Synopses & Reviews
takes as its subject the reasons an author might abandon fiction--or so he thinks--forever. Using the form of an oblique self-interrogation, it begins with the Beckettian question "Must I write?" and proceeds to expand from this small, personal query to fill in the details of a landscape entirely unique in world letters, a chronicle of the images from life and fiction that have endured and mingled in the author's mind, as well as the details (and details within details) that they contain. As interested, if not more so, in the characters from his books--finished or unfinished--as with the members of his family or his daily life, the narrator lays bare the act of writing and imagining, finally giving us a glimpse of the mythical place where the characters of fiction dwell before they come into existence in books. In the spirit of Italo Calvino and Georges Perec, is like no other fiction being written today.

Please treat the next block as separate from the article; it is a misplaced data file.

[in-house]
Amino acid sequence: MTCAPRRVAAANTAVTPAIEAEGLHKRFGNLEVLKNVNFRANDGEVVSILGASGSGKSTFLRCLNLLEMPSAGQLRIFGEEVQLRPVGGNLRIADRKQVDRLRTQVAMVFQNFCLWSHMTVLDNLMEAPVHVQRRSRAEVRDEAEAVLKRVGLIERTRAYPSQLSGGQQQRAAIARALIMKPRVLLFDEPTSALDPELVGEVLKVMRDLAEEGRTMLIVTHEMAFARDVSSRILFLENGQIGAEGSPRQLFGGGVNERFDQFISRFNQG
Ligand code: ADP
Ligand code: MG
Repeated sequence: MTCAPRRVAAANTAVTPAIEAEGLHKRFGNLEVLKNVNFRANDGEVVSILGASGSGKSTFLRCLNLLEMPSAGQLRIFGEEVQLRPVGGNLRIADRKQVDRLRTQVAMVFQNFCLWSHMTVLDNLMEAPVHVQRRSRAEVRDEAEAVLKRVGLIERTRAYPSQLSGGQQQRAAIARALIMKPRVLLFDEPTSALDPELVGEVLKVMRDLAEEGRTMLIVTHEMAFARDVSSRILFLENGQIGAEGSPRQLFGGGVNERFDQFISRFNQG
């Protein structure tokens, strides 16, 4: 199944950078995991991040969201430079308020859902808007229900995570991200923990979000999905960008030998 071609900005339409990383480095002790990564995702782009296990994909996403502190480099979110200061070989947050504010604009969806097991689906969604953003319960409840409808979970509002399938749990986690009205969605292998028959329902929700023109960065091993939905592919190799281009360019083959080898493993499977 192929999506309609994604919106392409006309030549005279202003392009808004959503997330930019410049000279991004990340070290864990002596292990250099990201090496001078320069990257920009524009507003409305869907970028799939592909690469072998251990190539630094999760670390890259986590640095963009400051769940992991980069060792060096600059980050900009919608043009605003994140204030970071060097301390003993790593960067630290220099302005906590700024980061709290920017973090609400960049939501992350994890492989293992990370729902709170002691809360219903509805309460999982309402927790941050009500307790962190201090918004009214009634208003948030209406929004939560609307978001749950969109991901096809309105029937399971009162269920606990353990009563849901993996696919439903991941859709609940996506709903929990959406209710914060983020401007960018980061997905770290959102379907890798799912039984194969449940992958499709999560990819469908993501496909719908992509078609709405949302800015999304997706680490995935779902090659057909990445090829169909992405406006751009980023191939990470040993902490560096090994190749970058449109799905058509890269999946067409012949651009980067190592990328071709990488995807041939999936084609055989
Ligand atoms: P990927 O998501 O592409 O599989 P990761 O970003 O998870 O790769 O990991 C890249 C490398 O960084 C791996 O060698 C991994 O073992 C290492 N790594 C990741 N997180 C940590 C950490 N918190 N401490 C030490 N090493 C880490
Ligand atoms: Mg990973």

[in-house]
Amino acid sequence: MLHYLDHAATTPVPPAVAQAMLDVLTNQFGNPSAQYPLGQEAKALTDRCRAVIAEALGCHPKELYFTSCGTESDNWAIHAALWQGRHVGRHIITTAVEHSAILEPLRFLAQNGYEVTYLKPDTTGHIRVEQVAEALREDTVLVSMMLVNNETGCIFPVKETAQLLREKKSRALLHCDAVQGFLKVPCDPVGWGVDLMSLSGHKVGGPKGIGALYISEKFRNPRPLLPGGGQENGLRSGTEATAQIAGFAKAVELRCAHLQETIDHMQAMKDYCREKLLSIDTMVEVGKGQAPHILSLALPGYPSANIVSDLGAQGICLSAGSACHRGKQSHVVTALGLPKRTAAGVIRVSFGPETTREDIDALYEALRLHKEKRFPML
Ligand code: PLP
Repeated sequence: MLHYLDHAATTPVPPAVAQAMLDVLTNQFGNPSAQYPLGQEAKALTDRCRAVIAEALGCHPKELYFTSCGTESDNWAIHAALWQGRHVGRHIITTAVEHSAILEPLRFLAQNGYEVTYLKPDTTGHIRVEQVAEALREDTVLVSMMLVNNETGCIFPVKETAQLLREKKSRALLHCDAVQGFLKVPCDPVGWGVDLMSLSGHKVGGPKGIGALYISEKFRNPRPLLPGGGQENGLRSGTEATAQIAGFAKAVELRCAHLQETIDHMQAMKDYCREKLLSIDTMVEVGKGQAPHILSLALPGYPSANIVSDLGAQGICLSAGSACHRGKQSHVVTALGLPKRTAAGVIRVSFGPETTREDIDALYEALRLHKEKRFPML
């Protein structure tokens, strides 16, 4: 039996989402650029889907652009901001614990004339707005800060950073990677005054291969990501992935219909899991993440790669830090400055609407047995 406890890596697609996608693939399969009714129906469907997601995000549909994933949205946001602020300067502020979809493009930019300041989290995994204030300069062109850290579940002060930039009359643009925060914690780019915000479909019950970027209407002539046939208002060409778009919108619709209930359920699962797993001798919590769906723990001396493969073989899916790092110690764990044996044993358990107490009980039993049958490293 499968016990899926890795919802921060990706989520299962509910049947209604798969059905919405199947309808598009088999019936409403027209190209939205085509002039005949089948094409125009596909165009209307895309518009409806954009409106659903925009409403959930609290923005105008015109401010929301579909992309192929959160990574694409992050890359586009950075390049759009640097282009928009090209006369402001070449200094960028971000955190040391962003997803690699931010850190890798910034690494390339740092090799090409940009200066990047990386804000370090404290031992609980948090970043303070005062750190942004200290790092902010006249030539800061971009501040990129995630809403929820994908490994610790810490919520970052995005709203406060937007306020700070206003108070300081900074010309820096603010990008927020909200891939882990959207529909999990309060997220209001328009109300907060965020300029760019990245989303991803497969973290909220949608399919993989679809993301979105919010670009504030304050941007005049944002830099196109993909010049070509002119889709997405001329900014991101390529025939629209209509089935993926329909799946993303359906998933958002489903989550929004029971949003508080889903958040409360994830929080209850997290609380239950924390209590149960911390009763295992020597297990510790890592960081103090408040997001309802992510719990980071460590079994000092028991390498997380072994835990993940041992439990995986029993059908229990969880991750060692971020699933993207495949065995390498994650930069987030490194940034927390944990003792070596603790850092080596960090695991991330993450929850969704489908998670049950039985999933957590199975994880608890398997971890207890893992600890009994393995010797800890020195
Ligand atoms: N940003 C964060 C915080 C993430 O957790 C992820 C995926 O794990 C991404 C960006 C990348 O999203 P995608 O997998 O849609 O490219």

"Murnane examines the nature of reading and writing and the construction of truths and fictions. And somehow, without the use of metaphor or simile, but simple transparency, he approaches the underside of these concepts, the heart of the matter, the magic of the thing that is storytelling." Smiljana Glisovic
"Murnane is quite simply one of the finest writers we have produced." Readings
"[A] book about another, more perfect book never destined to be written . . . It is like a big, polished stone thrown into the babbling brook of ordinary novels." Peter Craven
"An obsessive, funny, wonderfully self-invented writer at the height of his powers." The Australian
Discover the Australian novelist ranked by Ladbrokes as a top-five contender for the 2010 Nobel Prize.
About the Author
Gerald Murnane was born in Melbourne, Australia in 1939. He is the author of eight works of fiction, including Barley Patch, Inland, The Plains, and Tamarisk Row, as well as a collection of essays, Invisible Yet Enduring Lilacs. Murnane has been a recipient of the Patrick White Award and the Melbourne Prize. Barley Patch won the 2010 Adelaide Festival Award for Innovation.